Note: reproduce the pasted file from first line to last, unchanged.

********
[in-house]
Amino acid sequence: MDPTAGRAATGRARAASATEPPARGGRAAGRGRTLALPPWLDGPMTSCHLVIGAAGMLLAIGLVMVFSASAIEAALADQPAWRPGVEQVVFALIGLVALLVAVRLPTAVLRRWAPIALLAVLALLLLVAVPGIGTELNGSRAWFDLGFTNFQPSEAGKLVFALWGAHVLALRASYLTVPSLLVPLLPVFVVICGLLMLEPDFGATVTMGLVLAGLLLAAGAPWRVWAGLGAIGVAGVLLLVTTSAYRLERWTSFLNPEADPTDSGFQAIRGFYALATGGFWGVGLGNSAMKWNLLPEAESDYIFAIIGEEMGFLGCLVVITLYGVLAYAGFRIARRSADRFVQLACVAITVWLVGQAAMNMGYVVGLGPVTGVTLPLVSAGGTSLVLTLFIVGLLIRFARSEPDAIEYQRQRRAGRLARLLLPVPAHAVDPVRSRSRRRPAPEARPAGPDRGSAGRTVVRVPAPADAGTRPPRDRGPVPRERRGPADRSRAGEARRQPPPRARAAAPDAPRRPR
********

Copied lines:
[in-house]
Amino acid sequence: MDPTAGRAATGRARAASATEPPARGGRAAGRGRTLALPPWLDGPMTSCHLVIGAAGMLLAIGLVMVFSASAIEAALADQPAWRPGVEQVVFALIGLVALLVAVRLPTAVLRRWAPIALLAVLALLLLVAVPGIGTELNGSRAWFDLGFTNFQPSEAGKLVFALWGAHVLALRASYLTVPSLLVPLLPVFVVICGLLMLEPDFGATVTMGLVLAGLLLAAGAPWRVWAGLGAIGVAGVLLLVTTSAYRLERWTSFLNPEADPTDSGFQAIRGFYALATGGFWGVGLGNSAMKWNLLPEAESDYIFAIIGEEMGFLGCLVVITLYGVLAYAGFRIARRSADRFVQLACVAITVWLVGQAAMNMGYVVGLGPVTGVTLPLVSAGGTSLVLTLFIVGLLIRFARSEPDAIEYQRQRRAGRLARLLLPVPAHAVDPVRSRSRRRPAPEARPAGPDRGSAGRTVVRVPAPADAGTRPPRDRGPVPRERRGPADRSRAGEARRQPPPRARAAAPDAPRRPR